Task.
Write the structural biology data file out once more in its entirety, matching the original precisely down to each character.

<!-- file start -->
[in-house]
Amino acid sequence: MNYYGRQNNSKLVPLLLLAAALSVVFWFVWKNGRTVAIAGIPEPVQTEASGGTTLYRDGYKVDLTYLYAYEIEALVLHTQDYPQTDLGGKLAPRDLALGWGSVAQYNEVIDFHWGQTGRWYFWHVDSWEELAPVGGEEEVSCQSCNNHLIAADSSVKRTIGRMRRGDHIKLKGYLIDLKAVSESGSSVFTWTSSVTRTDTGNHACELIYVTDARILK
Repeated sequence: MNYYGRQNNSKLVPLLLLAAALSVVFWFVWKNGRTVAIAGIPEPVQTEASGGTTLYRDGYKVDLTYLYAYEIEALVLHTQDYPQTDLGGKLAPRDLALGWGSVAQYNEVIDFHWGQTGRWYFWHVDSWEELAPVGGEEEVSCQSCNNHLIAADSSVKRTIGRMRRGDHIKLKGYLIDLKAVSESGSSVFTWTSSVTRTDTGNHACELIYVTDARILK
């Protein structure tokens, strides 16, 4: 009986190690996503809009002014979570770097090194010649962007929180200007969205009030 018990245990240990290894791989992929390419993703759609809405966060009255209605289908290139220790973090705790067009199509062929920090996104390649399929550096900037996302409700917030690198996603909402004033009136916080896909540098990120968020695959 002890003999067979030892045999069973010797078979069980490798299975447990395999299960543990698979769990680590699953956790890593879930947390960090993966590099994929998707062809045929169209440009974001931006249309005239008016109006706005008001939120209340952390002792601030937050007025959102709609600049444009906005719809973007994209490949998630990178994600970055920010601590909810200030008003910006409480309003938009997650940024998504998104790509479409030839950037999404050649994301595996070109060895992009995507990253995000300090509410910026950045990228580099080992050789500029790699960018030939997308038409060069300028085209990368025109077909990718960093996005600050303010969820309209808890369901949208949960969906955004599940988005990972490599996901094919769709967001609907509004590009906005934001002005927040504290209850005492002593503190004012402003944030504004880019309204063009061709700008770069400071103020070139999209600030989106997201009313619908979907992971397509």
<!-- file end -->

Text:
[in-house]
Amino acid sequence: MNYYGRQNNSKLVPLLLLAAALSVVFWFVWKNGRTVAIAGIPEPVQTEASGGTTLYRDGYKVDLTYLYAYEIEALVLHTQDYPQTDLGGKLAPRDLALGWGSVAQYNEVIDFHWGQTGRWYFWHVDSWEELAPVGGEEEVSCQSCNNHLIAADSSVKRTIGRMRRGDHIKLKGYLIDLKAVSESGSSVFTWTSSVTRTDTGNHACELIYVTDARILK
Repeated sequence: MNYYGRQNNSKLVPLLLLAAALSVVFWFVWKNGRTVAIAGIPEPVQTEASGGTTLYRDGYKVDLTYLYAYEIEALVLHTQDYPQTDLGGKLAPRDLALGWGSVAQYNEVIDFHWGQTGRWYFWHVDSWEELAPVGGEEEVSCQSCNNHLIAADSSVKRTIGRMRRGDHIKLKGYLIDLKAVSESGSSVFTWTSSVTRTDTGNHACELIYVTDARILK
């Protein structure tokens, strides 16, 4: 009986190690996503809009002014979570770097090194010649962007929180200007969205009030 018990245990240990290894791989992929390419993703759609809405966060009255209605289908290139220790973090705790067009199509062929920090996104390649399929550096900037996302409700917030690198996603909402004033009136916080896909540098990120968020695959 002890003999067979030892045999069973010797078979069980490798299975447990395999299960543990698979769990680590699953956790890593879930947390960090993966590099994929998707062809045929169209440009974001931006249309005239008016109006706005008001939120209340952390002792601030937050007025959102709609600049444009906005719809973007994209490949998630990178994600970055920010601590909810200030008003910006409480309003938009997650940024998504998104790509479409030839950037999404050649994301595996070109060895992009995507990253995000300090509410910026950045990228580099080992050789500029790699960018030939997308038409060069300028085209990368025109077909990718960093996005600050303010969820309209808890369901949208949960969906955004599940988005990972490599996901094919769709967001609907509004590009906005934001002005927040504290209850005492002593503190004012402003944030504004880019309204063009061709700008770069400071103020070139999209600030989106997201009313619908979907992971397509």